LOS ANGELES (FRONTLINE MEDICAL NEWS) – There might be a slight increase in delayed bleeding when patients have endobronchial ultrasound with transbronchial needle aspiration within 5 days of taking oral antiplatelets, according to a review of 404 patients at Riverside Methodist Hospital in Columbus, Ohio.

This study is unusual in that it looked at the 48 hour mark. Previous studies have tended to focus on immediate bleeding events that require the procedure to be stopped; only some of that research has found an increased bleeding risk with antiplatelet therapy.

In the study at Riverside Methodist, none of the 20 patients on dual antiplatelet therapy – clopidogrel (Plavix) plus aspirin – bled during the procedure, but one (5%) had a hemoglobin drop of more than 2 g within 48 hours and another was readmitted to the hospital within 48 hours for procedure-related hemoptysis. Overall, the delayed bleeding event rate for patients using the dual antiplatelet therapy was 10%. Additionally, one of the 13 patients (7.7%) on clopidogrel alone experienced a greater than 2 g drop in hemoglobin.

Among the 270 patients not exposed to antiplatelets, the overall bleeding event rate was 2.6%, and the event rate for delayed bleeding was 1.1%. Four patients (1.5%) bled during the procedure, two (0.7%) had hemoglobin drops greater than 2 g within 48 hours, and one (0.4%) was readmitted for hemoptysis.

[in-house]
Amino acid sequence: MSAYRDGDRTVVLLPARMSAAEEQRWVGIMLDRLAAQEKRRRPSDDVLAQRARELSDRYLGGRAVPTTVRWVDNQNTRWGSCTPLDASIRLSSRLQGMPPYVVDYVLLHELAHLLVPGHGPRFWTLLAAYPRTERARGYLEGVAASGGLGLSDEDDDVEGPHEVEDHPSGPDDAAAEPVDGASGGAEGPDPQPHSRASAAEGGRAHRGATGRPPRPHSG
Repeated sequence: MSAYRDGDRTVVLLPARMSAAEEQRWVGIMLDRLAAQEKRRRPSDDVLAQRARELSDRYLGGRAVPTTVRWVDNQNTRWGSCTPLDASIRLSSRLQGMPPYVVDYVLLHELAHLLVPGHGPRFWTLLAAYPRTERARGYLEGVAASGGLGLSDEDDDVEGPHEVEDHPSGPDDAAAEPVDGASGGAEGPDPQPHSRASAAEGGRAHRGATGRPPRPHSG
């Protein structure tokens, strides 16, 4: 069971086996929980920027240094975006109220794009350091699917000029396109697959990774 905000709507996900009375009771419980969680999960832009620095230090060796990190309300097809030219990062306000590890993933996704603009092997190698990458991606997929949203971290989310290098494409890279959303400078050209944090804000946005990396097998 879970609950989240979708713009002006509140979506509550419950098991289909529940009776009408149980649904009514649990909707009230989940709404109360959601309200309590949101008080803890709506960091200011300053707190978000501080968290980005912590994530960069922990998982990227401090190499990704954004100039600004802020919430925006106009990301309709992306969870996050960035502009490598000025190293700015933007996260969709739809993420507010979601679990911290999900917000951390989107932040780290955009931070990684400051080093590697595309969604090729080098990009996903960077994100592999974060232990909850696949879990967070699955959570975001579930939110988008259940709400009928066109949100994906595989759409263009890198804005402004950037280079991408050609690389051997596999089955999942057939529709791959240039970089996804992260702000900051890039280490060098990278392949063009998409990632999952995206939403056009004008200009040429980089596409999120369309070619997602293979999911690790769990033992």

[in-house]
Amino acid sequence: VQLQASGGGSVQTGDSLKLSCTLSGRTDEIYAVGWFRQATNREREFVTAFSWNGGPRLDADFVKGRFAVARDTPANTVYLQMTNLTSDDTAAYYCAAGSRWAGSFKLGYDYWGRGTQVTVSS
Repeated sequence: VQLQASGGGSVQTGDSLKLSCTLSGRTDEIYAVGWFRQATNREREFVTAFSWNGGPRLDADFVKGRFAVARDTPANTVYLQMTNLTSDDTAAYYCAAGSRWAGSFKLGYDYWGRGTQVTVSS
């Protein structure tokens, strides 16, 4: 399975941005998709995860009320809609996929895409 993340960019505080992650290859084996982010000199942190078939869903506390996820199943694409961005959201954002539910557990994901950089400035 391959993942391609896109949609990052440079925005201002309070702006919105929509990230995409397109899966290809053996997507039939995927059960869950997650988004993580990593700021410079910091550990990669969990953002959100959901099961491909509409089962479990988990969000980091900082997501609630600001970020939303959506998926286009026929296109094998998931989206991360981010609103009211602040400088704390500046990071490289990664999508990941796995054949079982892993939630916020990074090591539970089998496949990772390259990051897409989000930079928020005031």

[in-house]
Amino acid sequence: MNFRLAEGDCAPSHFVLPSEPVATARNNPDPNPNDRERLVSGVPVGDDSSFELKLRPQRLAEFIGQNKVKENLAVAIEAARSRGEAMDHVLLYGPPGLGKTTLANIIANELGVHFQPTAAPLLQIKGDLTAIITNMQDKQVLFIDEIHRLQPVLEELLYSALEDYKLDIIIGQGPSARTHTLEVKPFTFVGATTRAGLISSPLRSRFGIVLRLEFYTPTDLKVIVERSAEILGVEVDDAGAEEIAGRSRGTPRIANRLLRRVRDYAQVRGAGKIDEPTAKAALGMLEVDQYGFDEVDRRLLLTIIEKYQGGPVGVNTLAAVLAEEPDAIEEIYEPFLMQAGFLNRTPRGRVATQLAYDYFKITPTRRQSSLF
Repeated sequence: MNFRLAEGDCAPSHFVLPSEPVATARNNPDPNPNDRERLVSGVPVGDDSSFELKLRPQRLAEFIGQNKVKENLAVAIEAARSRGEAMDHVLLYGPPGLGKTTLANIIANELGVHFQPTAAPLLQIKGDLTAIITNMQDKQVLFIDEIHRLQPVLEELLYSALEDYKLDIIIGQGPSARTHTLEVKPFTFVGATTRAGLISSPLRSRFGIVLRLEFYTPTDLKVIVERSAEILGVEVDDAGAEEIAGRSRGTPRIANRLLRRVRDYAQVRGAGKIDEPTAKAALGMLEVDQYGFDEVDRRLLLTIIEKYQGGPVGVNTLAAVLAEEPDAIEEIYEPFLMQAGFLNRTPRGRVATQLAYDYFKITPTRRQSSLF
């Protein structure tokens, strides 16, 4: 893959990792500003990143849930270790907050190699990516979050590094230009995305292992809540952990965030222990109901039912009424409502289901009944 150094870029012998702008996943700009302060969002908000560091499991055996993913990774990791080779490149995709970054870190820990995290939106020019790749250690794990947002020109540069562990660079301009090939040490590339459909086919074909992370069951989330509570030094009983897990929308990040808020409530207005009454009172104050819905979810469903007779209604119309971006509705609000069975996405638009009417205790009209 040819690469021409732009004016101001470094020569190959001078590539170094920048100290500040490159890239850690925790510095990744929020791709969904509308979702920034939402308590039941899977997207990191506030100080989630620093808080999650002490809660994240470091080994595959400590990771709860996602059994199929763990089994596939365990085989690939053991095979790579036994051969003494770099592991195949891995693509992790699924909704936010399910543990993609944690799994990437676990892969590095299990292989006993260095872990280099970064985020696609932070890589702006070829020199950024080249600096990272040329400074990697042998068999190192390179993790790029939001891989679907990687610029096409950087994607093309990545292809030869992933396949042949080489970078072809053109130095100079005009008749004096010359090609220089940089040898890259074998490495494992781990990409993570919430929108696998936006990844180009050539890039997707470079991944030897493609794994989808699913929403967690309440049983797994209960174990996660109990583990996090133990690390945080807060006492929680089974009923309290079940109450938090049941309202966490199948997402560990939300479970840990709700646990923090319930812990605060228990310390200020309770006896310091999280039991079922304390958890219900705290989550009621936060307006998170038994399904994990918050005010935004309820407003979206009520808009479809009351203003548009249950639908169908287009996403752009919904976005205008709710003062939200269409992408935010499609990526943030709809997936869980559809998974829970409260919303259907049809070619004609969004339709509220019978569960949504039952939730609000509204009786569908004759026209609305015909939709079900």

There were no bleeding events in the 101 patients who only took aspirin.

“There was a trend toward delayed bleeding events in patients” on clopidogrel or dual antiplatelets. “It’s worth considering a thoughtful pause in decision making. Maybe with the bleeding events we’re seeing, it would be worthwhile, if possible, to defer” endobronchial ultrasound with transbronchial needle aspiration “until after the antiplatelet therapy,” said Kevin Swiatek, DO, a medicine resident at Riverside.

Patients were excluded from the study if they had histories of bleeding or clotting disorders; low platelet counts; or if they were on anticoagulation. Subjects on antiplatelets were about 10 years older, on average, than those who were not (about 68 versus 59 years old), and more likely to have had a heart attack or stroke, and to be hypertensive.

There was no industry funding for the work, and the investigators had no disclosures.


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